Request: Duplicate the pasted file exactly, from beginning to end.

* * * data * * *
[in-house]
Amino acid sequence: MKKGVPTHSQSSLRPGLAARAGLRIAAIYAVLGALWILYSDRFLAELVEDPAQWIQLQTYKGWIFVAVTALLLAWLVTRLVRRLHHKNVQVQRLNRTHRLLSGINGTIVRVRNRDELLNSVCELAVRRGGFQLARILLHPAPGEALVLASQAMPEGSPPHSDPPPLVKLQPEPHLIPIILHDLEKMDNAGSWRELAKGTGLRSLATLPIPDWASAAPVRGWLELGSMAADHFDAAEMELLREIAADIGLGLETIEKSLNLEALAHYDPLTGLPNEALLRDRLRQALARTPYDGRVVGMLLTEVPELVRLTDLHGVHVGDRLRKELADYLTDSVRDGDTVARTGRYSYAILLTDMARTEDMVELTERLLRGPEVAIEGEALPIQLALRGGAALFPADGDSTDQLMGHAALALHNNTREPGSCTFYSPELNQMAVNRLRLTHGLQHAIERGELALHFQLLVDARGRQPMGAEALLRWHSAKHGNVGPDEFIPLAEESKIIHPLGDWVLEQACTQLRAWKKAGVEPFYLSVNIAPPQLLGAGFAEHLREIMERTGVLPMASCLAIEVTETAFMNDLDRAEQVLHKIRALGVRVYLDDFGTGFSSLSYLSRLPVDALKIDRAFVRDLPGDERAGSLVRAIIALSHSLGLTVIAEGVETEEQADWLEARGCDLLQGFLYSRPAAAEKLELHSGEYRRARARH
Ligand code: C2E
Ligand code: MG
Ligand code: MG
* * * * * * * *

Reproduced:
[in-house]
Amino acid sequence: MKKGVPTHSQSSLRPGLAARAGLRIAAIYAVLGALWILYSDRFLAELVEDPAQWIQLQTYKGWIFVAVTALLLAWLVTRLVRRLHHKNVQVQRLNRTHRLLSGINGTIVRVRNRDELLNSVCELAVRRGGFQLARILLHPAPGEALVLASQAMPEGSPPHSDPPPLVKLQPEPHLIPIILHDLEKMDNAGSWRELAKGTGLRSLATLPIPDWASAAPVRGWLELGSMAADHFDAAEMELLREIAADIGLGLETIEKSLNLEALAHYDPLTGLPNEALLRDRLRQALARTPYDGRVVGMLLTEVPELVRLTDLHGVHVGDRLRKELADYLTDSVRDGDTVARTGRYSYAILLTDMARTEDMVELTERLLRGPEVAIEGEALPIQLALRGGAALFPADGDSTDQLMGHAALALHNNTREPGSCTFYSPELNQMAVNRLRLTHGLQHAIERGELALHFQLLVDARGRQPMGAEALLRWHSAKHGNVGPDEFIPLAEESKIIHPLGDWVLEQACTQLRAWKKAGVEPFYLSVNIAPPQLLGAGFAEHLREIMERTGVLPMASCLAIEVTETAFMNDLDRAEQVLHKIRALGVRVYLDDFGTGFSSLSYLSRLPVDALKIDRAFVRDLPGDERAGSLVRAIIALSHSLGLTVIAEGVETEEQADWLEARGCDLLQGFLYSRPAAAEKLELHSGEYRRARARH
Ligand code: C2E
Ligand code: MG
Ligand code: MG